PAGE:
Irish hospitals have a below average number of ICU beds, with just 5.2 available for every 100,000 adults, according to OECD data
Minister for Health Stephen Donnelly has said the role critical care plays in the Irish health system â€˜cannot be overstatedâ€™, while also reaffirming that additional funding of over â‚¬10m will be given to the health system for ICU beds throughout 2022.
The government says it aims to bring the number of critical care beds across the country to â€˜at least 340â€™ by the end of the year, but Donnelly did not say whether or not that was related to what happened with the pandemic.
The Minister made the comments while speaking at the National Critical Care Conference in Dublin Castle this morning, which took place under theme of â€˜The Future of Critical Care in Irelandâ€™.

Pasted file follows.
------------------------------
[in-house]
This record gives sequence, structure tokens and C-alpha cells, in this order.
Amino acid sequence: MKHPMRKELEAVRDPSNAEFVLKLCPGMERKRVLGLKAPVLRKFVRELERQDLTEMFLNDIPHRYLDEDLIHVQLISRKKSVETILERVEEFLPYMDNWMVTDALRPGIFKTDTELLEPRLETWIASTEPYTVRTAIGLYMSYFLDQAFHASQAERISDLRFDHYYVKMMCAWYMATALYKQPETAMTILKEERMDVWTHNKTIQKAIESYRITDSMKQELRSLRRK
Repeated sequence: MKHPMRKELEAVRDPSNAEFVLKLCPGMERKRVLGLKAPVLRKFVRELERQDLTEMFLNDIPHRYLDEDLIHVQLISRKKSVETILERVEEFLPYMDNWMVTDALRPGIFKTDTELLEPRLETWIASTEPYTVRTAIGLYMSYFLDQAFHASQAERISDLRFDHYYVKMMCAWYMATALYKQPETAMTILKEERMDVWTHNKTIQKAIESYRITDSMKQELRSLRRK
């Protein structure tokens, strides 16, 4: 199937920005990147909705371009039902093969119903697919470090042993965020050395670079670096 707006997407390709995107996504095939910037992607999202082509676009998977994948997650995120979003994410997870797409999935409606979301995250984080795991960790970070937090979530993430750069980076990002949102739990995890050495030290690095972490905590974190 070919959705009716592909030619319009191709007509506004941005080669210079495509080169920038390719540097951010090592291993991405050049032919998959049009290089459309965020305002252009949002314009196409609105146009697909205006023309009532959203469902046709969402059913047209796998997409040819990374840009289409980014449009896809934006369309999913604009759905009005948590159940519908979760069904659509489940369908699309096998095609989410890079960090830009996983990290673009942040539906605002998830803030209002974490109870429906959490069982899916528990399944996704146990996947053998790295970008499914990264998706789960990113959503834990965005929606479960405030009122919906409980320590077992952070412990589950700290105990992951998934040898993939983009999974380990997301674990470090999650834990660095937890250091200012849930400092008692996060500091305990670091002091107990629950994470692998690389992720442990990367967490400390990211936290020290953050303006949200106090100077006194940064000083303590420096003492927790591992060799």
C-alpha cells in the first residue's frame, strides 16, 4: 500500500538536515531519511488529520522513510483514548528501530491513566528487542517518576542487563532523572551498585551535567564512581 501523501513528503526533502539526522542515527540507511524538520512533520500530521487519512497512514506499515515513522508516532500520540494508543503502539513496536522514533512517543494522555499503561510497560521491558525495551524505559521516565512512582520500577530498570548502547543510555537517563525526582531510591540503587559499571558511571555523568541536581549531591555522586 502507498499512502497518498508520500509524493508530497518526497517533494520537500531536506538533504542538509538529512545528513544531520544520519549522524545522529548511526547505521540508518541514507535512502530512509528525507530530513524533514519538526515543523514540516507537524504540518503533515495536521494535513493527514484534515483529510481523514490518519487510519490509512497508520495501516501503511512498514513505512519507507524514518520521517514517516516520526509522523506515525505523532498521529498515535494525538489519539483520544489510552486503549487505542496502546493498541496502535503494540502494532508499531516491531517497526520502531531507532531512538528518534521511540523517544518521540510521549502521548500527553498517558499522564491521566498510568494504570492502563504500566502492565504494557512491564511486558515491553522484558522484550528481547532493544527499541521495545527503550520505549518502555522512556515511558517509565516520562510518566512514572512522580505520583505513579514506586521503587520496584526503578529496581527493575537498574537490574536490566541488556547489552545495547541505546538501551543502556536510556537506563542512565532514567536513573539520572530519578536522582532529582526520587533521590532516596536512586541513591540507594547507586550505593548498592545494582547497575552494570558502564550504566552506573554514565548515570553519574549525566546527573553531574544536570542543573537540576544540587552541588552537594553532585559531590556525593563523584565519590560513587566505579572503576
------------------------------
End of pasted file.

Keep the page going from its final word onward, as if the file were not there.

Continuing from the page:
â€œEnsuring the right resources are in place for our most critically ill patients is a priority for me and for this government,â€ said Donnelly.
â€œ2022 will see further investment in the area of critical care. Funding of â‚¬10.5m has been provided for additional critical care beds in 2022, bringing the total to at least 340, an increase of 85 since the start of the pandemic. Having come through the greatest challenge that ever faced our health and social care service, the role of critical care cannot be overstated.â€
In the first and third surges of the virus, an additional critical care surge capacity of 70 beds was provided to Irish hospitals, according to the HSEâ€™s National Adult Critical Care Capacity Census Report 2020. This increased total capacity to 350.
The CCP is a collaborative multi-professional, patient-centred initiative. It is administered by National Clinical Programmes, Clinical Strategy and Programmes Directorate, and the HSE, in liaison with the Joint Faculty of Intensive Care Medicine of Ireland and Intensive Care Society of Ireland.